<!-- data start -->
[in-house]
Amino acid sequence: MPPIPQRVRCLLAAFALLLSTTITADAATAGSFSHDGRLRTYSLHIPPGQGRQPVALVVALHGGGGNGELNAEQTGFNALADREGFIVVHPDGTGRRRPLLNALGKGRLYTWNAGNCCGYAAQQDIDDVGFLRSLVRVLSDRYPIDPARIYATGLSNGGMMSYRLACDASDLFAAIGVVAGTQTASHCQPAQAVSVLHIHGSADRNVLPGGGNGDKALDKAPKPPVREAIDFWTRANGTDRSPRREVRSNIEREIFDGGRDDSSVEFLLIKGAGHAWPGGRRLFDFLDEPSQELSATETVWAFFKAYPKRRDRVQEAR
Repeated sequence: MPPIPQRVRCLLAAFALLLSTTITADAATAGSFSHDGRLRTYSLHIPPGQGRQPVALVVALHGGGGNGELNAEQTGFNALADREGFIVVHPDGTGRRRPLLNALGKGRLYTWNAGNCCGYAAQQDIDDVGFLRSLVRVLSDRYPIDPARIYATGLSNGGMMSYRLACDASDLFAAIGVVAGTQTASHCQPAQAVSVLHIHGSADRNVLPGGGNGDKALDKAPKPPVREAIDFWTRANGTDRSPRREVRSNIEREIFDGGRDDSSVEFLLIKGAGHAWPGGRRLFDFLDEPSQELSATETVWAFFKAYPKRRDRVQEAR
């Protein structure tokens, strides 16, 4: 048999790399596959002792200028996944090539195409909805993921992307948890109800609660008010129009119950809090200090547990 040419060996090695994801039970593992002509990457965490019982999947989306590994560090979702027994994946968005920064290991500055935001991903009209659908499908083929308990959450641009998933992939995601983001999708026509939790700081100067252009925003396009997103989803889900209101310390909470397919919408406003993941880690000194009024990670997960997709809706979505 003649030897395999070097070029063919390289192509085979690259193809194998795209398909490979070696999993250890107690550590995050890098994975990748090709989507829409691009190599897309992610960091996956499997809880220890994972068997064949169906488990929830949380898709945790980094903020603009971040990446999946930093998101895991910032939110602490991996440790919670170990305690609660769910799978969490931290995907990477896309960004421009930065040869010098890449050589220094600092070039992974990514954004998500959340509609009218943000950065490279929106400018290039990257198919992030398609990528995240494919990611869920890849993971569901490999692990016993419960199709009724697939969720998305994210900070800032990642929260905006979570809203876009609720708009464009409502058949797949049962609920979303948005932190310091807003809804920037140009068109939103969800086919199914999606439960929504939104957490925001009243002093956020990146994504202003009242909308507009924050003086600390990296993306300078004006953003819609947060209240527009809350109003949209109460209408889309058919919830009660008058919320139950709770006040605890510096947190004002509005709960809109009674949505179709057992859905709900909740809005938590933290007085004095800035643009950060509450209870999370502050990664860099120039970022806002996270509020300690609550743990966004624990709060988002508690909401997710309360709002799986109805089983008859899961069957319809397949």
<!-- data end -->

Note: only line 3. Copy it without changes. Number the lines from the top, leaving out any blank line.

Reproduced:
Repeated sequence: MPPIPQRVRCLLAAFALLLSTTITADAATAGSFSHDGRLRTYSLHIPPGQGRQPVALVVALHGGGGNGELNAEQTGFNALADREGFIVVHPDGTGRRRPLLNALGKGRLYTWNAGNCCGYAAQQDIDDVGFLRSLVRVLSDRYPIDPARIYATGLSNGGMMSYRLACDASDLFAAIGVVAGTQTASHCQPAQAVSVLHIHGSADRNVLPGGGNGDKALDKAPKPPVREAIDFWTRANGTDRSPRREVRSNIEREIFDGGRDDSSVEFLLIKGAGHAWPGGRRLFDFLDEPSQELSATETVWAFFKAYPKRRDRVQEAR